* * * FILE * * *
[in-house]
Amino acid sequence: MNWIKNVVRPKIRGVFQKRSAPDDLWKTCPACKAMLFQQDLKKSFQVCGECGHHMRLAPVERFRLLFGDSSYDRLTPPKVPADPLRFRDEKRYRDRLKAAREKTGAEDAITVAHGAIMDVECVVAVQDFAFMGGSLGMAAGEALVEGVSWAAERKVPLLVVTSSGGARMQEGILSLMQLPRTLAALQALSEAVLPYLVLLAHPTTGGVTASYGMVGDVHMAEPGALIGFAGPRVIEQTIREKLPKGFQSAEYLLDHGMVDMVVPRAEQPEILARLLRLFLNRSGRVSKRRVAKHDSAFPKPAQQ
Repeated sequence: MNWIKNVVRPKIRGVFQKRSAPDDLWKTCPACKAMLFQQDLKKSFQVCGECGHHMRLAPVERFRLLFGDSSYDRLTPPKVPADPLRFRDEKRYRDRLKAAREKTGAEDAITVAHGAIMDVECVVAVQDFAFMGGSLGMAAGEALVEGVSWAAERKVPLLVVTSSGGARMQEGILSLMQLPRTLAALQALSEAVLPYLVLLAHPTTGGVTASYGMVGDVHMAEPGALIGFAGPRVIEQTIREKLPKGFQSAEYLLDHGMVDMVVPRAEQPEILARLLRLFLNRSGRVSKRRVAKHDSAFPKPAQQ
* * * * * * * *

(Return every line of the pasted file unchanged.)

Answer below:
[in-house]
Amino acid sequence: MNWIKNVVRPKIRGVFQKRSAPDDLWKTCPACKAMLFQQDLKKSFQVCGECGHHMRLAPVERFRLLFGDSSYDRLTPPKVPADPLRFRDEKRYRDRLKAAREKTGAEDAITVAHGAIMDVECVVAVQDFAFMGGSLGMAAGEALVEGVSWAAERKVPLLVVTSSGGARMQEGILSLMQLPRTLAALQALSEAVLPYLVLLAHPTTGGVTASYGMVGDVHMAEPGALIGFAGPRVIEQTIREKLPKGFQSAEYLLDHGMVDMVVPRAEQPEILARLLRLFLNRSGRVSKRRVAKHDSAFPKPAQQ
Repeated sequence: MNWIKNVVRPKIRGVFQKRSAPDDLWKTCPACKAMLFQQDLKKSFQVCGECGHHMRLAPVERFRLLFGDSSYDRLTPPKVPADPLRFRDEKRYRDRLKAAREKTGAEDAITVAHGAIMDVECVVAVQDFAFMGGSLGMAAGEALVEGVSWAAERKVPLLVVTSSGGARMQEGILSLMQLPRTLAALQALSEAVLPYLVLLAHPTTGGVTASYGMVGDVHMAEPGALIGFAGPRVIEQTIREKLPKGFQSAEYLLDHGMVDMVVPRAEQPEILARLLRLFLNRSGRVSKRRVAKHDSAFPKPAQQ